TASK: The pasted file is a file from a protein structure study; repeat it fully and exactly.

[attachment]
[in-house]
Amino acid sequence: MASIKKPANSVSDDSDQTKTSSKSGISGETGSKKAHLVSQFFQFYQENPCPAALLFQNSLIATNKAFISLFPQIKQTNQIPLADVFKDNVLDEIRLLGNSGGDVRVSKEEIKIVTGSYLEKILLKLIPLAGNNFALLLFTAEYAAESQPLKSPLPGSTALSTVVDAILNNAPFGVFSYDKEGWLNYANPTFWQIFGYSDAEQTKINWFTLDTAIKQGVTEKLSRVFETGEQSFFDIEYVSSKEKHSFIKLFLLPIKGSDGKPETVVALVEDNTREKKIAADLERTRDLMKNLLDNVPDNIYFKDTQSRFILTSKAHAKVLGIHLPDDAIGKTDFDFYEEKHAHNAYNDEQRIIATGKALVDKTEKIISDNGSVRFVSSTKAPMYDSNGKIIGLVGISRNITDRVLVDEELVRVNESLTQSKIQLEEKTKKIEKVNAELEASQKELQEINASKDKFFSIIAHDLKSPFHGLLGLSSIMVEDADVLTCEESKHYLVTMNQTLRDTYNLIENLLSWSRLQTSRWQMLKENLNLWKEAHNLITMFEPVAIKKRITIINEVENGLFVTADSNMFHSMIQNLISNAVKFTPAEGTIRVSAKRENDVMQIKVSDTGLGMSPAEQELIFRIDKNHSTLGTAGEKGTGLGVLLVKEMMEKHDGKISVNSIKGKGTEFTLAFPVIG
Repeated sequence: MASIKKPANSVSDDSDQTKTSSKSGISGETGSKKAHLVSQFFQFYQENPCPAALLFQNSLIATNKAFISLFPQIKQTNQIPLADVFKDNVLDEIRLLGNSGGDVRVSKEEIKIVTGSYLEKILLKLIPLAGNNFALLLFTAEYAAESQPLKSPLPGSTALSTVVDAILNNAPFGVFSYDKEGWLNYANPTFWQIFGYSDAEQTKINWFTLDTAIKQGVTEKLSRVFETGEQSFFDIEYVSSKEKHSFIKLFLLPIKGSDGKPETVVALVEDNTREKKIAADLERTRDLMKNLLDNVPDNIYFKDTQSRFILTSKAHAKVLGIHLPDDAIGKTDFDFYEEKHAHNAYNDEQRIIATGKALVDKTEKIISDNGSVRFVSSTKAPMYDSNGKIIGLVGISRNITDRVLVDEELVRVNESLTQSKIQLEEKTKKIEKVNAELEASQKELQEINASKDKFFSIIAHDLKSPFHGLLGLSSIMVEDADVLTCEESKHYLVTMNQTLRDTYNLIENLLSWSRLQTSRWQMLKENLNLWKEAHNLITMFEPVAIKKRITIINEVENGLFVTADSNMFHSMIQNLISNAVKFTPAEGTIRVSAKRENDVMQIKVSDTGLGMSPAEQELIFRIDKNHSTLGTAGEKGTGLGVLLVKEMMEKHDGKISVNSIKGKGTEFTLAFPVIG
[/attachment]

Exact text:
[in-house]
Amino acid sequence: MASIKKPANSVSDDSDQTKTSSKSGISGETGSKKAHLVSQFFQFYQENPCPAALLFQNSLIATNKAFISLFPQIKQTNQIPLADVFKDNVLDEIRLLGNSGGDVRVSKEEIKIVTGSYLEKILLKLIPLAGNNFALLLFTAEYAAESQPLKSPLPGSTALSTVVDAILNNAPFGVFSYDKEGWLNYANPTFWQIFGYSDAEQTKINWFTLDTAIKQGVTEKLSRVFETGEQSFFDIEYVSSKEKHSFIKLFLLPIKGSDGKPETVVALVEDNTREKKIAADLERTRDLMKNLLDNVPDNIYFKDTQSRFILTSKAHAKVLGIHLPDDAIGKTDFDFYEEKHAHNAYNDEQRIIATGKALVDKTEKIISDNGSVRFVSSTKAPMYDSNGKIIGLVGISRNITDRVLVDEELVRVNESLTQSKIQLEEKTKKIEKVNAELEASQKELQEINASKDKFFSIIAHDLKSPFHGLLGLSSIMVEDADVLTCEESKHYLVTMNQTLRDTYNLIENLLSWSRLQTSRWQMLKENLNLWKEAHNLITMFEPVAIKKRITIINEVENGLFVTADSNMFHSMIQNLISNAVKFTPAEGTIRVSAKRENDVMQIKVSDTGLGMSPAEQELIFRIDKNHSTLGTAGEKGTGLGVLLVKEMMEKHDGKISVNSIKGKGTEFTLAFPVIG
Repeated sequence: MASIKKPANSVSDDSDQTKTSSKSGISGETGSKKAHLVSQFFQFYQENPCPAALLFQNSLIATNKAFISLFPQIKQTNQIPLADVFKDNVLDEIRLLGNSGGDVRVSKEEIKIVTGSYLEKILLKLIPLAGNNFALLLFTAEYAAESQPLKSPLPGSTALSTVVDAILNNAPFGVFSYDKEGWLNYANPTFWQIFGYSDAEQTKINWFTLDTAIKQGVTEKLSRVFETGEQSFFDIEYVSSKEKHSFIKLFLLPIKGSDGKPETVVALVEDNTREKKIAADLERTRDLMKNLLDNVPDNIYFKDTQSRFILTSKAHAKVLGIHLPDDAIGKTDFDFYEEKHAHNAYNDEQRIIATGKALVDKTEKIISDNGSVRFVSSTKAPMYDSNGKIIGLVGISRNITDRVLVDEELVRVNESLTQSKIQLEEKTKKIEKVNAELEASQKELQEINASKDKFFSIIAHDLKSPFHGLLGLSSIMVEDADVLTCEESKHYLVTMNQTLRDTYNLIENLLSWSRLQTSRWQMLKENLNLWKEAHNLITMFEPVAIKKRITIINEVENGLFVTADSNMFHSMIQNLISNAVKFTPAEGTIRVSAKRENDVMQIKVSDTGLGMSPAEQELIFRIDKNHSTLGTAGEKGTGLGVLLVKEMMEKHDGKISVNSIKGKGTEFTLAFPVIG